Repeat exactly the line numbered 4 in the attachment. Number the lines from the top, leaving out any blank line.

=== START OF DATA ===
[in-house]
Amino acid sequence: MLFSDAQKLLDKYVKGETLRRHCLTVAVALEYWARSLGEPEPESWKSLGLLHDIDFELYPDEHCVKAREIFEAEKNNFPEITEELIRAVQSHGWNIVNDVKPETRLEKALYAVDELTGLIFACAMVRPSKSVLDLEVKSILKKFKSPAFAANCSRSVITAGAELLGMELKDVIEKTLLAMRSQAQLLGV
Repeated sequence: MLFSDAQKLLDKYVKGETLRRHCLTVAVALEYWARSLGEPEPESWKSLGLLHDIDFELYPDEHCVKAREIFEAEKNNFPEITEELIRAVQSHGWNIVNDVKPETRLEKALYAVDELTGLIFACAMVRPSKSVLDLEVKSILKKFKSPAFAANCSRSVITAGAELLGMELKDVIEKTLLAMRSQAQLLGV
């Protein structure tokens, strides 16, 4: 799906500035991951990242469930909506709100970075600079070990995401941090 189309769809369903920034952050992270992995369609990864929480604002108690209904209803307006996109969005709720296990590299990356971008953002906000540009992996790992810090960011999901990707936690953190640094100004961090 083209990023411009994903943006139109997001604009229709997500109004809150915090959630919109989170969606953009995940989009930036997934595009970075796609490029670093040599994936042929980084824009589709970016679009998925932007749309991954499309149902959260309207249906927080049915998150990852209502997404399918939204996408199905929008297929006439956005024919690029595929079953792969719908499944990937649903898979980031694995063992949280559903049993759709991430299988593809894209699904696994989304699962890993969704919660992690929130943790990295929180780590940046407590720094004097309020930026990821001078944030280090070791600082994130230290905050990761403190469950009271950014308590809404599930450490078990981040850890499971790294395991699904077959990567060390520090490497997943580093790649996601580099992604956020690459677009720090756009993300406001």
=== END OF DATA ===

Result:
């Protein structure tokens, strides 16, 4: 799906500035991951990242469930909506709100970075600079070990995401941090 189309769809369903920034952050992270992995369609990864929480604002108690209904209803307006996109969005709720296990590299990356971008953002906000540009992996790992810090960011999901990707936690953190640094100004961090 083209990023411009994903943006139109997001604009229709997500109004809150915090959630919109989170969606953009995940989009930036997934595009970075796609490029670093040599994936042929980084824009589709970016679009998925932007749309991954499309149902959260309207249906927080049915998150990852209502997404399918939204996408199905929008297929006439956005024919690029595929079953792969719908499944990937649903898979980031694995063992949280559903049993759709991430299988593809894209699904696994989304699962890993969704919660992690929130943790990295929180780590940046407590720094004097309020930026990821001078944030280090070791600082994130230290905050990761403190469950009271950014308590809404599930450490078990981040850890499971790294395991699904077959990567060390520090490497997943580093790649996601580099992604956020690459677009720090756009993300406001």